Many of us making the journey into the Church were excited by the strength of Catholic moral teaching. Others of us thought, “It’s the 21st century, for crying out loud! How can the Church continue to insist on such old-fashioned ethical notions?” What is the basis for Catholic moral teaching?
C.S. Lewis referred to the idea that what is newer is automatically better as “chronological snobbery.” When it comes to advancements in technology and the sciences is usually true that what is newer is better! After all, who wants to sit in the chair of an 8th-century dentist? However, when it comes to questions of morality, of right and wrong, the relative “recentness” of a position is simply not an argument in its favor. Morally speaking, societies decline as well as rise.
Catholics don’t make moral decisions based on “the spirit of the times” or what the majority happen to think at any given moment in history. Rather, the moral teachings of the Church are rooted in God’s revelation of the moral law, both in the inspired Word of God, the teachings of Jesus Christ and his apostles being central, and also in the created order, what theologians refer to as the “Natural Law.”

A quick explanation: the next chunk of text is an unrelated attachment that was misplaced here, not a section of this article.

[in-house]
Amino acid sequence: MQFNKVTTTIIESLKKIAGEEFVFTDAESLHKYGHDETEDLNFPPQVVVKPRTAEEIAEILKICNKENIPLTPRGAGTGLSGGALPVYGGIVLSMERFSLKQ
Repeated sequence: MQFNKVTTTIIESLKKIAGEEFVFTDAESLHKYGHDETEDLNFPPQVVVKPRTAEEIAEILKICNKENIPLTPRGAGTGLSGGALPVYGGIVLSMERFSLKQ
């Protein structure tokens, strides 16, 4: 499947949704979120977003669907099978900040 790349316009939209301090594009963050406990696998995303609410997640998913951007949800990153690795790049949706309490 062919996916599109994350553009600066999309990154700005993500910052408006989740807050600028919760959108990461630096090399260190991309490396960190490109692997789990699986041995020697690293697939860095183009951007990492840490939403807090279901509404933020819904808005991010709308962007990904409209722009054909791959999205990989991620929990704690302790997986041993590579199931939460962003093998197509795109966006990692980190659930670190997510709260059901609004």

Hear Our Stories
Here are some testimonies of converts to Catholicism for whom learning about the moral teaching of the Catholic Church played an important role.
There are many wonderful resources available for learning about the Catholic Church’s moral teaching. Here are some of our favorites.
Recommended Articles & Documents
by Servais O.P. Pinckaers
“If you want to have the experience of reflecting on Catholic morality as though you were reading about it for the first time, treat yourself to Father Servais Pinckaer’s Morality: The Catholic View. He has recovered the classical view of the moral life as the quest for happiness and presented it with disarming simplicity.” Rev. Alfred McBride
by Peter Kreeft
In the dialogue style of a number of his books, Catholic philosopher and apologist Peter Kreeft has a “sassy Black feminist” reporter interview a “Muslim fundamentalist.” There are a number of laughs along the way as every conceivable argument offered in support of moral relativism is simply and clearly refuted. It’s also a fantastic education!
by Benedict Groeschel
This is simple and beautiful book on the Christian virtues of prudence, justice, fortitude, temperance, faith, hope, and charity. It’s written in the easy conversational style we expect from Fr. Groeschel. Very clear and very practical.